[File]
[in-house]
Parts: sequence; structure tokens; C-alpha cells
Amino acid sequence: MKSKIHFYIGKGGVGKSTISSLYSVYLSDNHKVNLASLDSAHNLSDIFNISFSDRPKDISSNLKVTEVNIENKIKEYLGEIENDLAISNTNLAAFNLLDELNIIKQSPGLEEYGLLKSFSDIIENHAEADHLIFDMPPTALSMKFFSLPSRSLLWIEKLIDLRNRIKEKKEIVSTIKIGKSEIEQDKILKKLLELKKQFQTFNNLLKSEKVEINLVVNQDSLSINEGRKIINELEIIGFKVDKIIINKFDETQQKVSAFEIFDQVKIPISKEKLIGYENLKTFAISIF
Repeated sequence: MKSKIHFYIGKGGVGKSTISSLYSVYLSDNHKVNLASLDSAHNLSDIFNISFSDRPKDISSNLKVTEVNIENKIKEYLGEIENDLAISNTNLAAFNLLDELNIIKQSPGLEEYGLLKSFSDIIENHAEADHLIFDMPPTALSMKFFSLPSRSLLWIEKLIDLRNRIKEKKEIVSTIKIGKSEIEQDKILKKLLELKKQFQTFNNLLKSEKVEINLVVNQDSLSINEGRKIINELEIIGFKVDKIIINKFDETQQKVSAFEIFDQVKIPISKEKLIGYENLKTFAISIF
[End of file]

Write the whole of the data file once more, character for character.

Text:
[in-house]
Parts: sequence; structure tokens; C-alpha cells
Amino acid sequence: MKSKIHFYIGKGGVGKSTISSLYSVYLSDNHKVNLASLDSAHNLSDIFNISFSDRPKDISSNLKVTEVNIENKIKEYLGEIENDLAISNTNLAAFNLLDELNIIKQSPGLEEYGLLKSFSDIIENHAEADHLIFDMPPTALSMKFFSLPSRSLLWIEKLIDLRNRIKEKKEIVSTIKIGKSEIEQDKILKKLLELKKQFQTFNNLLKSEKVEINLVVNQDSLSINEGRKIINELEIIGFKVDKIIINKFDETQQKVSAFEIFDQVKIPISKEKLIGYENLKTFAISIF
Repeated sequence: MKSKIHFYIGKGGVGKSTISSLYSVYLSDNHKVNLASLDSAHNLSDIFNISFSDRPKDISSNLKVTEVNIENKIKEYLGEIENDLAISNTNLAAFNLLDELNIIKQSPGLEEYGLLKSFSDIIENHAEADHLIFDMPPTALSMKFFSLPSRSLLWIEKLIDLRNRIKEKKEIVSTIKIGKSEIEQDKILKKLLELKKQFQTFNNLLKSEKVEINLVVNQDSLSINEGRKIINELEIIGFKVDKIIINKFDETQQKVSAFEIFDQVKIPISKEKLIGYENLKTFAISIF